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Kelly Evans

Scott Mlyn |: CNBC:

Oh boy! We didn’t get a good data point this morning. And you probably won’t hear much about it, but it is crucial data point for the Fed.

We just got the preliminary consumer sentiment reading from the University of Michigan at 10 a.m. ET, and at first glance it looks promising; “surprised” sentiment jumped five points to a reading of nearly 65. Remember, this figure hit record low in mid-June as pump prices rose to all-time highs.

So, naturally, consumer sentiment is recovering as gasoline prices have come down. The problem? Inflation expectations are also recovering. And not anytime soon, which is most sensitive to food and energy costs. The longer-term ones that tell the Fed that inflation is in danger of becoming entrenched.

The scariest data point for the Fed, I would argue, is what U.S. consumers think inflation will look like over the next five to ten years—that is, what they think will be “normal.” In today’s report, it rose to 3 percent, the highest since gasoline prices peaked in June last year. That’s right–Consumers today, after what has happened in recent months and with talk of a looming recession, have as high a view of “normal” future inflation as they did in June, when prices were still rising..

I haven’t seen the Fed futures markets yet, but savvy investors should be very concerned about this if they were hoping for a faster Fed stop or smaller and fewer hikes. Recall that the first time the Fed raised interest rates by 75 basis points was last year on Wednesday, when this same report showed a jump in long-term consumer inflation expectations.

It’s true that we got a very bad CPI report on Friday, June 10, but 90 minutes later we too got a very bad sentiment report showing long-term inflation expectations rising to 3.3% (I wrote about it here). That afternoon, I said I wouldn’t be surprised if the Fed hiked to 75 basis points at the upcoming meeting, which is exactly what they telegraphed to The Wall Street Journal that weekend, followed by the first. Four rate hikes of 75 basis points will end on June 15.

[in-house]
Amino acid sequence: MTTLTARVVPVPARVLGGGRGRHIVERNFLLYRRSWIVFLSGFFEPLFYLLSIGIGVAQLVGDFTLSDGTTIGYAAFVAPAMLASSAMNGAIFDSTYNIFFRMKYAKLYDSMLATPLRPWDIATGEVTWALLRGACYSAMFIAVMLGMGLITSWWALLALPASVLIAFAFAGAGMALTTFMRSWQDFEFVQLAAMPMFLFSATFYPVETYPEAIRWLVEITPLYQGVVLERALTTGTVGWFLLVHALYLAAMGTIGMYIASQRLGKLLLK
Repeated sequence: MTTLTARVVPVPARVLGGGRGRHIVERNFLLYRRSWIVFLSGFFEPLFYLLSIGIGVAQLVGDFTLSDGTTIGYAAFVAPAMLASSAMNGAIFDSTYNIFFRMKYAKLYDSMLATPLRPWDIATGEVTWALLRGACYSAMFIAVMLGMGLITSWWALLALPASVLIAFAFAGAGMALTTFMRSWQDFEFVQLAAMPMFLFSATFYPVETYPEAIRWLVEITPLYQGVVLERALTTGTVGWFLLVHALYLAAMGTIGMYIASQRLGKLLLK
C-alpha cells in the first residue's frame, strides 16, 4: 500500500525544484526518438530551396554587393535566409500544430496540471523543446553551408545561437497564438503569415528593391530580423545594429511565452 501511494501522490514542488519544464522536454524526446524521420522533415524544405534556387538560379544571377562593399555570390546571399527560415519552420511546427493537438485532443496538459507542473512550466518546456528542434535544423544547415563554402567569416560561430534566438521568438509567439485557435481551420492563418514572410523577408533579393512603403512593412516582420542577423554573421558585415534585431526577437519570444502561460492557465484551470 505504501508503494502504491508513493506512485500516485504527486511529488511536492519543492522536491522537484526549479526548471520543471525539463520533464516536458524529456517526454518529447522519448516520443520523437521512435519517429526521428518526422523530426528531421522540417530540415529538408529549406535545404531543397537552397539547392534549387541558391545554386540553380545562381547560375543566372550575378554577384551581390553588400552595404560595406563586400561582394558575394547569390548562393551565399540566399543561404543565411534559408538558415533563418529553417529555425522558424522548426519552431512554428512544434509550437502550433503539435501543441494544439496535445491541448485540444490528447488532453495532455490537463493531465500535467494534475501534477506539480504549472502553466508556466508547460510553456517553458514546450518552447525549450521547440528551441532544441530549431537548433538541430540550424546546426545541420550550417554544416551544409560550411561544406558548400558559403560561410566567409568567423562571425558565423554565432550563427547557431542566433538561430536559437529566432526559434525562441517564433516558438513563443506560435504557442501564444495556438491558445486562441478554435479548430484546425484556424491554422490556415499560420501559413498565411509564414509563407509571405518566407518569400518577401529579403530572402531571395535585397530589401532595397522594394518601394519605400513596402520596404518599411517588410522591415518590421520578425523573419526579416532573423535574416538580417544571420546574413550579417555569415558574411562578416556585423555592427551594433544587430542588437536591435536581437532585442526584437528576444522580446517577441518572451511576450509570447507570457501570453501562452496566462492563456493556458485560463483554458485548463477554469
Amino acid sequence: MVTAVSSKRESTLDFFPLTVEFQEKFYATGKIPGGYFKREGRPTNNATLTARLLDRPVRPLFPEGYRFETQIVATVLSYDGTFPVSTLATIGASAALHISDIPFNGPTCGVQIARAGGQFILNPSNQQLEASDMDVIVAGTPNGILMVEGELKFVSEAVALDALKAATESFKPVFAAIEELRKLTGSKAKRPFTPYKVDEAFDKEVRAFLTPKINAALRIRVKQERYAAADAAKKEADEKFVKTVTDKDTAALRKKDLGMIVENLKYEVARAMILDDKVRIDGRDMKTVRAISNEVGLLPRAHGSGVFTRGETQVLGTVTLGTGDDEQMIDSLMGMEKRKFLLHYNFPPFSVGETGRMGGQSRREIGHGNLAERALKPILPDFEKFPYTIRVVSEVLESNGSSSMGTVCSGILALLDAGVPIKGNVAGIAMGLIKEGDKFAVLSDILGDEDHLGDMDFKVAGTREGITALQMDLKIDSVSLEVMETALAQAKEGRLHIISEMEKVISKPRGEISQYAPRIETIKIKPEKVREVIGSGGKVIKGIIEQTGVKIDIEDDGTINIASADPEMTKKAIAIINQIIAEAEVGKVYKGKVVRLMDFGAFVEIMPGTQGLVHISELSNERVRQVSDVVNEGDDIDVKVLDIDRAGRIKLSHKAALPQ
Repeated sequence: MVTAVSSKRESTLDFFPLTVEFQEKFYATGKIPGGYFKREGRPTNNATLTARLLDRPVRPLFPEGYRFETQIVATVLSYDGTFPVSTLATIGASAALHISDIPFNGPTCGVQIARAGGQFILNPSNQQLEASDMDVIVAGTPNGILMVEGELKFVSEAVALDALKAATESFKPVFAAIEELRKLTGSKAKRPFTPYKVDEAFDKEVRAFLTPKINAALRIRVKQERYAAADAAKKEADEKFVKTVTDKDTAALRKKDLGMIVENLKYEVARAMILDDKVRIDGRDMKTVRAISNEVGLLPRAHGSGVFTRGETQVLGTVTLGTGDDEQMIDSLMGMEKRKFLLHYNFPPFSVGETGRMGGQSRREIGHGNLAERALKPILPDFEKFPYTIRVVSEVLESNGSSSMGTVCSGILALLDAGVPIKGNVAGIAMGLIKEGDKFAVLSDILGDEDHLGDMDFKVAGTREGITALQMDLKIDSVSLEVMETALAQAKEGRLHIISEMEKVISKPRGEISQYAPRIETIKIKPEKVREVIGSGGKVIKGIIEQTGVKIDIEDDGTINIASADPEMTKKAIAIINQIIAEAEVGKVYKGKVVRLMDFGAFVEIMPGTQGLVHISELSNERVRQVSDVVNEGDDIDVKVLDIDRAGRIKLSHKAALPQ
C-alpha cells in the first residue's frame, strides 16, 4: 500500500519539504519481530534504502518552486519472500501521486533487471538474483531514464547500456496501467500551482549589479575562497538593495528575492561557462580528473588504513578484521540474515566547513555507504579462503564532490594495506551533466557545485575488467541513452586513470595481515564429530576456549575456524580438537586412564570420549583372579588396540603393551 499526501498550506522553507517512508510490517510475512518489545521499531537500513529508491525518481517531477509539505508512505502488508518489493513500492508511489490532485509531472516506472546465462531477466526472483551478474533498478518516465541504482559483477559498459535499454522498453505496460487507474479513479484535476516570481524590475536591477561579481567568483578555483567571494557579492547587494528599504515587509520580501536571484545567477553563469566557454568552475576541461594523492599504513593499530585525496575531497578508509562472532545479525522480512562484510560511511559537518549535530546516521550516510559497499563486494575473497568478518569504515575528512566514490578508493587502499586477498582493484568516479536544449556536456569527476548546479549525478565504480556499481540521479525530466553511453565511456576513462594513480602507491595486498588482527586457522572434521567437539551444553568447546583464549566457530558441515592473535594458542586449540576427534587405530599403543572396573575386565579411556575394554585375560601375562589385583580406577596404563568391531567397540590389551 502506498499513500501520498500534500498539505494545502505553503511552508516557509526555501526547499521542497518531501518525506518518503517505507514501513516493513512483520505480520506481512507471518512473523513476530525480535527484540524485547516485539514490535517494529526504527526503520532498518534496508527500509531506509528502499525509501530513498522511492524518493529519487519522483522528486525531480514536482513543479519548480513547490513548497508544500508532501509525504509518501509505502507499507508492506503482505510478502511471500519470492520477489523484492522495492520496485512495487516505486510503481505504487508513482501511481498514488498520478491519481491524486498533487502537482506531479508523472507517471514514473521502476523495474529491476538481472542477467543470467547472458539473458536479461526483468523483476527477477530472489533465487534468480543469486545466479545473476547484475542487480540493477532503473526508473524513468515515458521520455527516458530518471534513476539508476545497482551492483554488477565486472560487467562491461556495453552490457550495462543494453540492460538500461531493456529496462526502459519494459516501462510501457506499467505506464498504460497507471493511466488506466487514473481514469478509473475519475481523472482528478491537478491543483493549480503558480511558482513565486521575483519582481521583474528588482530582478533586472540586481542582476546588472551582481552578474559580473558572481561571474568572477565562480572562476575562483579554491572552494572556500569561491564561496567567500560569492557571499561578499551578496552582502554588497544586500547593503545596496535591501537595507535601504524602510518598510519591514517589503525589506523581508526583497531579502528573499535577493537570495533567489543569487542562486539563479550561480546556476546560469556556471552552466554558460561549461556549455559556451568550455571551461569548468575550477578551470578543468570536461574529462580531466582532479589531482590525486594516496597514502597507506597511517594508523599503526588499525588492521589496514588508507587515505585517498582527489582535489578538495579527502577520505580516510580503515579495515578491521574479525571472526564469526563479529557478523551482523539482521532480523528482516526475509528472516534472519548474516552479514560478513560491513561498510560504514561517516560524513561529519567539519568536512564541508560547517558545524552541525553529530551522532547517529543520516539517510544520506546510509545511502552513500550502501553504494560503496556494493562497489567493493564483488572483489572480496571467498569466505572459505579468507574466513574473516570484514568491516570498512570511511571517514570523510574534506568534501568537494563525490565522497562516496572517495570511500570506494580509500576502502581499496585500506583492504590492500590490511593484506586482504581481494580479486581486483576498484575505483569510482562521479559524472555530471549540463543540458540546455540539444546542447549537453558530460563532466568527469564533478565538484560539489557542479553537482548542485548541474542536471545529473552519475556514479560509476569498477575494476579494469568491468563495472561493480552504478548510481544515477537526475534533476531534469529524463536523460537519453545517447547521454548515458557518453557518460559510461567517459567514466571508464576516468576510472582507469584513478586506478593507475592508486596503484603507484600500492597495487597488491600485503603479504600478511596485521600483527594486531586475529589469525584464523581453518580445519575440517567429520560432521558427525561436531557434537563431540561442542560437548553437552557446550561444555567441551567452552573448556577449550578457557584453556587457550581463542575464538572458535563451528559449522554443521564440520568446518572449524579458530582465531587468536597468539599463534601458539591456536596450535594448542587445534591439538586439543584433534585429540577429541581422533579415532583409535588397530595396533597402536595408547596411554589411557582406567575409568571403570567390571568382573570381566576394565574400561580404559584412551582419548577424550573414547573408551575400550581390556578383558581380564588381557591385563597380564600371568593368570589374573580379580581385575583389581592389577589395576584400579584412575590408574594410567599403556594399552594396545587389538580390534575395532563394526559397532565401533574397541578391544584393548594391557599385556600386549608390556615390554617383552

If you wanted the Fed to stop now, you should have seen today’s reading show a big drop in long-term expectations to 2.5%. That obviously did not happen. We saw similar persistence in the New York Fed’s own survey released earlier this week, which showed three-year expectations still at 3% and five-year expectations. a rose one-tenth to 2.4%.

So our Steve Lisman is quite right in his report today that, as far as the markets are concerned, “Fed strikes will continue” in the form of additional rate hikes. Which is too bad, as I would put it way The outlook for the bond market signals more certainty of a collapse than I would like in these “overwhelming” consumer reports.

But the Fed has decades of research and empirical work on how inflation expectations are one of the main ways to affect future actual inflation, and Fed officials talk about it all the time. What we don’t hear much about is their research on how bond futures markets are excellent predictors of GDP, which itself can be a dominant factor in how employment and inflation behave over time.

That’s the best the Bulls can hope for consumersInflation expectations are collapsing in the coming months as much as the bond market already is. This week’s data suggests they shouldn’t hold their breath.

See you at 13:00.


Twitter: @KellyCNBC

Instagram: @realkellyevans



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